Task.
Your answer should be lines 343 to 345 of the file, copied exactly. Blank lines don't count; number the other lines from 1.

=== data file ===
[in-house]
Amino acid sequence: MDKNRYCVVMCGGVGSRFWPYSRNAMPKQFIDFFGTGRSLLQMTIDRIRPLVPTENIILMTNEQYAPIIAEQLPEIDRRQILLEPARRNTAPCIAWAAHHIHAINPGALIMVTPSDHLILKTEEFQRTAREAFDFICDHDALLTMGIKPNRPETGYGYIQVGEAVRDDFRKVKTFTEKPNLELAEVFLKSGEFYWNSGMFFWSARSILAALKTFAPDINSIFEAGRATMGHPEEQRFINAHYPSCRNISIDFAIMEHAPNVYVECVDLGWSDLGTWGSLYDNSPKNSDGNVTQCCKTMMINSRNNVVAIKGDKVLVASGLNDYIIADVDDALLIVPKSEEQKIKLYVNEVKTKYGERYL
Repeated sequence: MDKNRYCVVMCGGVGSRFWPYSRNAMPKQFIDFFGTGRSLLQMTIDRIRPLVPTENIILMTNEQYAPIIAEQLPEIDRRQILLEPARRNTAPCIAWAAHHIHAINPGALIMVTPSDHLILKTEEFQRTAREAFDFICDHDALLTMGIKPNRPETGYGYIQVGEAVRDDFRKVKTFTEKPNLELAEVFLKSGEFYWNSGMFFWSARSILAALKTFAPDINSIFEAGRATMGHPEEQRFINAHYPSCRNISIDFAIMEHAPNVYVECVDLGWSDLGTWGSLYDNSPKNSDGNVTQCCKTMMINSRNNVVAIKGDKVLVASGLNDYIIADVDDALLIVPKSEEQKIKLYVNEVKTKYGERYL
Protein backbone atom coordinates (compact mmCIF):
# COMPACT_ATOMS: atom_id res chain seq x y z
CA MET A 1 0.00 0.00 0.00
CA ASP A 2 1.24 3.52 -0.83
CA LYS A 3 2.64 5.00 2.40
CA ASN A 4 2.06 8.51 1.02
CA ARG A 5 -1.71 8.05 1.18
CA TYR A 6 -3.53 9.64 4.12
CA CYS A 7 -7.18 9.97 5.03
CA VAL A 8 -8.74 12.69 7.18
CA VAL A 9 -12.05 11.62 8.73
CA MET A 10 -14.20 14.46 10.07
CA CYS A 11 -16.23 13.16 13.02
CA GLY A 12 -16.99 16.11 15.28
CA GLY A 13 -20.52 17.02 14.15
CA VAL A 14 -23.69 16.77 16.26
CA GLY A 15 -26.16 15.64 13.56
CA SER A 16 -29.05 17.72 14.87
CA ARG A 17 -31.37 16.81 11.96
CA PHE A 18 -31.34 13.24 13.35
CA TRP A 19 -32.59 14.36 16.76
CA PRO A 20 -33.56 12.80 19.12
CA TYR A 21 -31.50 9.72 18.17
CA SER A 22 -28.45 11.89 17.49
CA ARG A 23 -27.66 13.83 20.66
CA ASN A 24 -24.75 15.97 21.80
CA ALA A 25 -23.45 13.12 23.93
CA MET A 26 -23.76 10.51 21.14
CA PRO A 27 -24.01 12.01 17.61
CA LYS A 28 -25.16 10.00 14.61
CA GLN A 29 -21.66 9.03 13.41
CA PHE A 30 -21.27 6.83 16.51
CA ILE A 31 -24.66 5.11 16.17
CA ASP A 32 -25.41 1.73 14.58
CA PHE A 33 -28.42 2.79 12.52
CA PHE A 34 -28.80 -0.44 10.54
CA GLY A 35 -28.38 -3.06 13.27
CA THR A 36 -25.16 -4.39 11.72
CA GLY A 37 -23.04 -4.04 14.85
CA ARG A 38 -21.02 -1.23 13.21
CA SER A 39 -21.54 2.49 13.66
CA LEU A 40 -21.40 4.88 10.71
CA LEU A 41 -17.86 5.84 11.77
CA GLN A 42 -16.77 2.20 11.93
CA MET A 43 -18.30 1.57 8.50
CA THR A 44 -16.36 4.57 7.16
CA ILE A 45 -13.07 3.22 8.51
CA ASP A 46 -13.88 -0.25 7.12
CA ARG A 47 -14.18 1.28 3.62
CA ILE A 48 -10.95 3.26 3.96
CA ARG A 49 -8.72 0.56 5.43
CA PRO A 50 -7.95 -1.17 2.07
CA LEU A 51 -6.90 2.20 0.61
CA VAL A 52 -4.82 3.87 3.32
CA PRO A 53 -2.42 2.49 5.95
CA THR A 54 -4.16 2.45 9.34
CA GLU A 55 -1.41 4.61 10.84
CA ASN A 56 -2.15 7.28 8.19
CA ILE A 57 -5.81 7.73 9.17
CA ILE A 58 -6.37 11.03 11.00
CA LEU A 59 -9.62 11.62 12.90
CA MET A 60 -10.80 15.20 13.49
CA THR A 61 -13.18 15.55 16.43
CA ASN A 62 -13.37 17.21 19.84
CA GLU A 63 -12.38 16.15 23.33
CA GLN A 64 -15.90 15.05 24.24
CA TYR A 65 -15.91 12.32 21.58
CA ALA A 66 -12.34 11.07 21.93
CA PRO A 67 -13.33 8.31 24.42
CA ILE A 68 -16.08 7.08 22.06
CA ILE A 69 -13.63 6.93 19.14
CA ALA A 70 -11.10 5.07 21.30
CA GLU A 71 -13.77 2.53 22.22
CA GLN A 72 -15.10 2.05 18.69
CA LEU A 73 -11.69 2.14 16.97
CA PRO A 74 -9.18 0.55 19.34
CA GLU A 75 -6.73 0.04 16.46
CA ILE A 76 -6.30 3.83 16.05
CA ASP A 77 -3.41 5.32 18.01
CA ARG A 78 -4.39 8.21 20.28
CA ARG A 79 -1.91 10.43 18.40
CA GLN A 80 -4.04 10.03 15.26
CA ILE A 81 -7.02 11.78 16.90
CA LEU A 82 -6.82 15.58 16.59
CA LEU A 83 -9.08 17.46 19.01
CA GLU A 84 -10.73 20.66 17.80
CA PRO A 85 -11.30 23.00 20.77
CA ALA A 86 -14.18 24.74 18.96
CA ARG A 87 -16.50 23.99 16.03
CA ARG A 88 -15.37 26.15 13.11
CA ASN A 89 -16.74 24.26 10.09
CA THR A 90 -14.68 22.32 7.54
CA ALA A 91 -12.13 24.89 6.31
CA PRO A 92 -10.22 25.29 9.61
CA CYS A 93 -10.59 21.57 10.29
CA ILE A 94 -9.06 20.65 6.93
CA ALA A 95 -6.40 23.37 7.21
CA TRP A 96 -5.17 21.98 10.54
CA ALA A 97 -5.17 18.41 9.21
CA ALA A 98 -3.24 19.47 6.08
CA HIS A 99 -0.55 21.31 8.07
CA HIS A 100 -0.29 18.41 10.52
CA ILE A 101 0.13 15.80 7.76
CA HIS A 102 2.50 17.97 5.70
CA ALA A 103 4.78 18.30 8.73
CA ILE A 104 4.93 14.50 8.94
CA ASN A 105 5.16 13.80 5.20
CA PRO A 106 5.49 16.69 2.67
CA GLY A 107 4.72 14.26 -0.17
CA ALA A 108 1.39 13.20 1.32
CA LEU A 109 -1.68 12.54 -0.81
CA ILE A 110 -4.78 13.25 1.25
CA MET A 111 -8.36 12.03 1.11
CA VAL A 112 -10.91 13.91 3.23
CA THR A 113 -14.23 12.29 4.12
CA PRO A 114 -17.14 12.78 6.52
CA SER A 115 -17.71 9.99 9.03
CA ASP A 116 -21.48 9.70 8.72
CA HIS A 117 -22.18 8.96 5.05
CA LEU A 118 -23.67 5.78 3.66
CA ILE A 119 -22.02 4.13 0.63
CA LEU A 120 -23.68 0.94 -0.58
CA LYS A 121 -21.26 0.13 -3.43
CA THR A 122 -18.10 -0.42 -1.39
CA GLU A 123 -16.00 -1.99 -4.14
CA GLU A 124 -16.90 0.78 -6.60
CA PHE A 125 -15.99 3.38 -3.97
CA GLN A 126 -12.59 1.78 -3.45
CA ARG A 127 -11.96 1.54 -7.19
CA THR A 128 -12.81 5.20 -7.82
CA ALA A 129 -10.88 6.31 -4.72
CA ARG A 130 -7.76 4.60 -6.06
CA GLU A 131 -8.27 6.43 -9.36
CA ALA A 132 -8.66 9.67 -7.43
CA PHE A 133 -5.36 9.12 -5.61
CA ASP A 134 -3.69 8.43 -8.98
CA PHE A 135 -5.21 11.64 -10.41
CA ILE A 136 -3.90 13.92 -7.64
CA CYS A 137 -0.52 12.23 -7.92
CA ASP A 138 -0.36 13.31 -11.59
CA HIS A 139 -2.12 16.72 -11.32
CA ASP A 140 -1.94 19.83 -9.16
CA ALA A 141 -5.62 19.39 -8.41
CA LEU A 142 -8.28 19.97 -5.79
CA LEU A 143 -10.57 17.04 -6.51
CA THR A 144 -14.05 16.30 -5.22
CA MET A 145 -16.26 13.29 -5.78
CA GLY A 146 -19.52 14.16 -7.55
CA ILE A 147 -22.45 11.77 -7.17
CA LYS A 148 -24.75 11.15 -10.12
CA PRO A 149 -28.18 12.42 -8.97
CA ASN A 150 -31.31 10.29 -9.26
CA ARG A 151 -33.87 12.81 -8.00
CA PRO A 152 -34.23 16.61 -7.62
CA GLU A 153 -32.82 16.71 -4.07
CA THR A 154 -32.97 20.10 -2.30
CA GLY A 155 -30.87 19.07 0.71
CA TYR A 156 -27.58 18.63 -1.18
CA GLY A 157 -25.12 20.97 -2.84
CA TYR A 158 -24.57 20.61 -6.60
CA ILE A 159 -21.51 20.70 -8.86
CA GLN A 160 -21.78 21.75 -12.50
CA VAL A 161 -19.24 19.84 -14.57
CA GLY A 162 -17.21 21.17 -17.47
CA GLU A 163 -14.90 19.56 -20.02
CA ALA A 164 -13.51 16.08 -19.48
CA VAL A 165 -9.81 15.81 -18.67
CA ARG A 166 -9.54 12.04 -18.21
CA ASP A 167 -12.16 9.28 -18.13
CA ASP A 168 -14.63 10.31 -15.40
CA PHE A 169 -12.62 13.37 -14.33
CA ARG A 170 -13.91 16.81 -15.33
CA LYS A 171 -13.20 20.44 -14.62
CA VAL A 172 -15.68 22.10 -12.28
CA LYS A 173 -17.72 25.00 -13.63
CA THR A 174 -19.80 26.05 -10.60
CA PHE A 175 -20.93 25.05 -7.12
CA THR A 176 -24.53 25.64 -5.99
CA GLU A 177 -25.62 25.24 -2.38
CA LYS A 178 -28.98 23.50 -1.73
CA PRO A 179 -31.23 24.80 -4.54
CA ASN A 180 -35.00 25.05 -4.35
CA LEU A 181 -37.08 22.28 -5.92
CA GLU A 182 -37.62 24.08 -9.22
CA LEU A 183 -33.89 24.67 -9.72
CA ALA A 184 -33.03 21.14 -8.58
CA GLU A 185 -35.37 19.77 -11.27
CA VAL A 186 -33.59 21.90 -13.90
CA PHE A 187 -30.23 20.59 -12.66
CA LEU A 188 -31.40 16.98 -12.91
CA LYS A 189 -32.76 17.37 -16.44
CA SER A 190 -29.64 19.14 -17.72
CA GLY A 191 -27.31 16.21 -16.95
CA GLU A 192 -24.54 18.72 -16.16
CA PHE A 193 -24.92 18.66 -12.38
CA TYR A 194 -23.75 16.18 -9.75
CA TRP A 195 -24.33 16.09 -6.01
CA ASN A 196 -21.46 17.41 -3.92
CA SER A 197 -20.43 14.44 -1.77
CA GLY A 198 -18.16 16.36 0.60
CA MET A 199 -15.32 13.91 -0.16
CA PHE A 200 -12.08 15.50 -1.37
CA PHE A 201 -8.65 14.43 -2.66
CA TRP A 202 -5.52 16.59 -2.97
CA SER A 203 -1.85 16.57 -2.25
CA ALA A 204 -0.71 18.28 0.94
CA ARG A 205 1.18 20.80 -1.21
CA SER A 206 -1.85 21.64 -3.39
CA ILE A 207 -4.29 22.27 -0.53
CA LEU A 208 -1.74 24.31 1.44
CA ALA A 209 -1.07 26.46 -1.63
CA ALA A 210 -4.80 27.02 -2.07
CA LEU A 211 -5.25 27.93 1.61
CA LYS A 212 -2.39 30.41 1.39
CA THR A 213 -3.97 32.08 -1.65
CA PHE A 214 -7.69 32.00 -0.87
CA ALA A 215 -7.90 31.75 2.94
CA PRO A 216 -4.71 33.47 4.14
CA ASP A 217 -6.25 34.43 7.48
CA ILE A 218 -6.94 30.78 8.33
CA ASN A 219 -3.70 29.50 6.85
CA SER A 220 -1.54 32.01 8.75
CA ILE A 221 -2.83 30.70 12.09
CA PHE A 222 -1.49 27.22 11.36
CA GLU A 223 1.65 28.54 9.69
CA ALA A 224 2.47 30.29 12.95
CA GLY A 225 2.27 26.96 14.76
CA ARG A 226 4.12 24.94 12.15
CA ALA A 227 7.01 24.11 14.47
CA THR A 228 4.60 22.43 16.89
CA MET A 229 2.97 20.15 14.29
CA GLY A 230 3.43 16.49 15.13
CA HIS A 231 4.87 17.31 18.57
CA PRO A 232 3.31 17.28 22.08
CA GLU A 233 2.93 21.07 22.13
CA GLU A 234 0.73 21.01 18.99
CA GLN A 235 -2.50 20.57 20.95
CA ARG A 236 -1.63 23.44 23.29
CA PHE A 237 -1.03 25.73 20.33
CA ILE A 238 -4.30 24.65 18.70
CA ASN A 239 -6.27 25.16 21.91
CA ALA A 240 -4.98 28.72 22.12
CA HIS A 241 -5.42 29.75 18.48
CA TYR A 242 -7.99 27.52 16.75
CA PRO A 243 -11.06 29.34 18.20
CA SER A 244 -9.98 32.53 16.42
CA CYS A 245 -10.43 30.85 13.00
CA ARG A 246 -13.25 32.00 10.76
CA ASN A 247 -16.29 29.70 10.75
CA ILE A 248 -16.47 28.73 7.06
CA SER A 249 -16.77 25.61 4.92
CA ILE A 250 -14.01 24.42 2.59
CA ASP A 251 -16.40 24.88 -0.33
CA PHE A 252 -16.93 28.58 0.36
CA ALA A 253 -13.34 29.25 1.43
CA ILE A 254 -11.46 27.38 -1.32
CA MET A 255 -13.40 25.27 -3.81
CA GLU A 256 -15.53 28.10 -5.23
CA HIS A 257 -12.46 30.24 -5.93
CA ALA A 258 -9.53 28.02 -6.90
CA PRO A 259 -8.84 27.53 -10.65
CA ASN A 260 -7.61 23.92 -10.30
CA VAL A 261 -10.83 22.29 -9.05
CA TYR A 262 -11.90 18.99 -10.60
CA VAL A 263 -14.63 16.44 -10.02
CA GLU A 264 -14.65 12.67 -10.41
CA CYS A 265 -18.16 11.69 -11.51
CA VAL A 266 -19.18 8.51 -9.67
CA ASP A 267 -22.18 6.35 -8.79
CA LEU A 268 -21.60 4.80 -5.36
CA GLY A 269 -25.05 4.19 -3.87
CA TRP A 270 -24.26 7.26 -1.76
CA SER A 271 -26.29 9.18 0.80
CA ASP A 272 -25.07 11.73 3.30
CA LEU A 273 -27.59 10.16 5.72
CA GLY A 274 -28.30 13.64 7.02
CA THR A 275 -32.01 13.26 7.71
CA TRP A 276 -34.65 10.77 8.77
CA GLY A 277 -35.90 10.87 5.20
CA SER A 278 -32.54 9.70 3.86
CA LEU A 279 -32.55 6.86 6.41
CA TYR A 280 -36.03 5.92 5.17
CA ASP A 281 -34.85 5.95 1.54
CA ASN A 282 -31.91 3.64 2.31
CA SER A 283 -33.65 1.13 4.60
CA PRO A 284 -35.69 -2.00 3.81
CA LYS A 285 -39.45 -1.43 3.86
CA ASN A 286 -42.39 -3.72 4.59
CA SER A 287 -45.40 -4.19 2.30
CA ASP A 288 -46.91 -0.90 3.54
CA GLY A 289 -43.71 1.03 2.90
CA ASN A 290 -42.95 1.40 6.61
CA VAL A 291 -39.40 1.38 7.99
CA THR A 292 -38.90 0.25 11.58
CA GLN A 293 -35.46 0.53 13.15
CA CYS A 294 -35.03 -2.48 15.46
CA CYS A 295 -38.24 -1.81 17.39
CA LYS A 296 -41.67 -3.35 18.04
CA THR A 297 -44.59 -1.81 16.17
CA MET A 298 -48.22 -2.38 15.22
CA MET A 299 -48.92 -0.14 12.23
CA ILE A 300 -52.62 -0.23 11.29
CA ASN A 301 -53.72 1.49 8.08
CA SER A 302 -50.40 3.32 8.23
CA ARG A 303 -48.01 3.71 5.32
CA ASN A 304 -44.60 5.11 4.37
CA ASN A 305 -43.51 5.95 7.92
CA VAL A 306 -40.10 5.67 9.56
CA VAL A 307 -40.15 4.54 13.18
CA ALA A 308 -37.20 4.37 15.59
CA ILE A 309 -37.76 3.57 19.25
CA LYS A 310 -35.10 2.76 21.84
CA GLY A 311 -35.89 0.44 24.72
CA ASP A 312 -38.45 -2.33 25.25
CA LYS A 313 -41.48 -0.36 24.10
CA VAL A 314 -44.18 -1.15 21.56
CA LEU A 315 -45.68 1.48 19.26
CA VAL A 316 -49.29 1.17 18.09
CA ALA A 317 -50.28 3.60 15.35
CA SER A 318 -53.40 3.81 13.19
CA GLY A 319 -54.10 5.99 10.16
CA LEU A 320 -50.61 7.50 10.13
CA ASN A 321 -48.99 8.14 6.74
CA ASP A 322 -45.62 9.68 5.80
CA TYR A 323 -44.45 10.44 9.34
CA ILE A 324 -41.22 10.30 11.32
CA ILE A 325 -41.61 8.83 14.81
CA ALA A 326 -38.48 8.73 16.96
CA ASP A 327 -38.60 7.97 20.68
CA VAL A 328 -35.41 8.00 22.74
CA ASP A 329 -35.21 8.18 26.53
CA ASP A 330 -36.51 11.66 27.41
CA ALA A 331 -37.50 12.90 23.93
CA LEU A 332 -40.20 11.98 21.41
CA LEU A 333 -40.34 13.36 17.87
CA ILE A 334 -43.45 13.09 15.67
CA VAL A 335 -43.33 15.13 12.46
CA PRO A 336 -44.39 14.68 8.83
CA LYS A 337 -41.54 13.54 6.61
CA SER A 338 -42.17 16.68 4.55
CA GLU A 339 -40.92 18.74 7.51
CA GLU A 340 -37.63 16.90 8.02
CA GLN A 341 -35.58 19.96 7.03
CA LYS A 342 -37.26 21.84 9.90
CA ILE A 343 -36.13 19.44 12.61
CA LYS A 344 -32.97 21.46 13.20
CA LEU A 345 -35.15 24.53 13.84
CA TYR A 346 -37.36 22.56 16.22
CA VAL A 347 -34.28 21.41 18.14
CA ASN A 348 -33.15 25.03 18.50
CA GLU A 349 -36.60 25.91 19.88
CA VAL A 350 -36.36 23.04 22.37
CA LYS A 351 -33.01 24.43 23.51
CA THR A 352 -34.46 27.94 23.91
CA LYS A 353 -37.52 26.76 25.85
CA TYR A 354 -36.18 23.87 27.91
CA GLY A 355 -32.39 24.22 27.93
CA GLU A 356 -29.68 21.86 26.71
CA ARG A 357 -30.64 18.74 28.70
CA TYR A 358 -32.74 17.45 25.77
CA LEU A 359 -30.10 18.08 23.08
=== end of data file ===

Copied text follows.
CA SER A 338 -42.17 16.68 4.55
CA GLU A 339 -40.92 18.74 7.51
CA GLU A 340 -37.63 16.90 8.02